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Dear Daughter: I Am NOT Lazy!

Dear Daughter:

On a recent weekend, I sat down for a minute on the couch and started browsing social media. That’s when you looked over from watching TV (which you had been doing for at least an hour) and said, “Mom! You are so LAZY! It’s almost dinner time! What are you going to cook for dinner?”

You may have noticed the look I gave you was a mixture of shock and awe, followed by a lot of anger.

This was during a week when I started work no later than 6am most days. Then, after getting done with work around 5pm, I’d go and immediately start making dinner. After dinner, I’d go read to you and your brother and then tuck you into bed before collapsing myself. It was a week that exhausted me to the bone. And on my Saturday, before you had the nerve to say that comment, I had not only done some work for my day job, but I also managed to do 5 loads of laundry, shuttle kids to and from different playdates with friends, and carve out a bit of “me time,” which involved 2 hours of kicking my own rear end at the gym.

It struck me that you called me lazy.

I really felt like in your mind, the emotional labor of being a mother just didn’t register.

I felt like you would NEVER call your father lazy, even though most days he doesn’t even wake up until I have clocked in several hours of work and he doesn’t come home from work until dinner is on the table, so he just has to pull up a chair and pour a glass of wine. He likes to ride his bike to work, so he also doesn’t shuttle kids to any activities.

Yet I’m the lazy one.

You may have thought I overreacted. You may have thought the multiple “conversations” we had later that day about me being “lazy” was me overreacting, but I want to drive it into your head that most days I work myself past the point of exhaustion trying to hold down a full-time job and be a mother to two growing humans. My brain never gets to shut off, and when I sat on the couch to dare to look at social media, I was actually reading posts from the parent Facebook group for your school.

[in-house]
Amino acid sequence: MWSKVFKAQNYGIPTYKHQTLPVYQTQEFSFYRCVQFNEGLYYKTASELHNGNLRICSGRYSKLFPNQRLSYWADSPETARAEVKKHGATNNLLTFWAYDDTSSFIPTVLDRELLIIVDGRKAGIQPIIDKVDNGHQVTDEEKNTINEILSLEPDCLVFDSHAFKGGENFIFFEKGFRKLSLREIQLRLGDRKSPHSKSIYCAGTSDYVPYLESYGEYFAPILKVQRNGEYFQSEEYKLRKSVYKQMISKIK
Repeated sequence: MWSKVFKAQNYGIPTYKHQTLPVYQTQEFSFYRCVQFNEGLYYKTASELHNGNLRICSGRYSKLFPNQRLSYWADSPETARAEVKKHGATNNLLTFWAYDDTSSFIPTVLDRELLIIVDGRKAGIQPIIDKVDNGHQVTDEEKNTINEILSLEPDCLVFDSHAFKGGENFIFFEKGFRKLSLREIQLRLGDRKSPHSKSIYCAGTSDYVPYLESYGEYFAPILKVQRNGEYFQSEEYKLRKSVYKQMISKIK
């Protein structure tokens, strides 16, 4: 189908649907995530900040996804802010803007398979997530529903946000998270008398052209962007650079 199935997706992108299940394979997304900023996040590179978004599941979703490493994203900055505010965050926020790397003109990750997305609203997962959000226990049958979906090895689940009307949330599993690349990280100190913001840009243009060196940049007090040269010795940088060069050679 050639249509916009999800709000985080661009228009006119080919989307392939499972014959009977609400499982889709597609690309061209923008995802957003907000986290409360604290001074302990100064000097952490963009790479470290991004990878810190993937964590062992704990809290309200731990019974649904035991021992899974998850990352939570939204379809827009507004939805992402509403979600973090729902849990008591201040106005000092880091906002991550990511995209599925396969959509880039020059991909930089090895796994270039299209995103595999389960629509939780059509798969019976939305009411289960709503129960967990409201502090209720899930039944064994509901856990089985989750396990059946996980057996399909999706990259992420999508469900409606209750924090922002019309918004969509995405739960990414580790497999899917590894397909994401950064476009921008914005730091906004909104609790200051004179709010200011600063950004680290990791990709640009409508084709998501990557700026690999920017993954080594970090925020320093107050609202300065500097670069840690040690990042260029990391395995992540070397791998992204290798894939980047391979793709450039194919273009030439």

I hope that by the time you become a mother, that you’ll be able to split more of this emotional labor with your partner. But the truth is that so many women in my generation are doing the heavy lifting when it comes to parenthood. It’s me that volunteers at school, does the back to school shopping, talks to the teachers, arranges after-school activities, arranges your activities for the entire summer, takes you to the doctor, drives carpools and cooks all the damn meals. My God, there are so many meals to fix for a family. It’s a job that has to be done multiple times a day.

So when you later said, “No offense, Mom, but your dinners this summer have been a bit lacking,” I may have come a bit unglued. Now that you’re 12, it’s time for you to step up and help more not only around the house, but with the endless cycle of meals. Don’t worry, your brother will be helping just as much. He doesn’t do as much now just because he’s younger, but I’m going to do my best for his future wife to ensure that gender stereotyping of household roles won’t persist.

I love you, dear daughter. But I swear if you EVER call me LAZY again, you will inherit more chores than you know what to do with. I want you to realize that I put all of my efforts into being a good mother, but sometimes I DESERVE DAMN BREAK and I will take that break without any judgment from you.

And no, you can’t shame me for cursing in this letter, either.

With Love,




About Lynnette Bellin

Lynnette Bellin is the former owner and site manager of the Reno Moms Blog. She is a married mother of a teenage daughter and a highly energetic tween boy. Lynnette moved to Reno in 2001 after choosing to live in a place that she loved for its natural beauty. She has written four children's books, including The Kindness Ninja and a series of three books called Adeline’s Magical Moments Collection. She has been obsessed with blogging since 2002. Lynnette loves to experience outdoor adventures in our area, including skiing, hiking, camping, and open water swimming. She spends her days working from home for a NYC ad agency and shuttling kids to dance, lacrosse and basketball.

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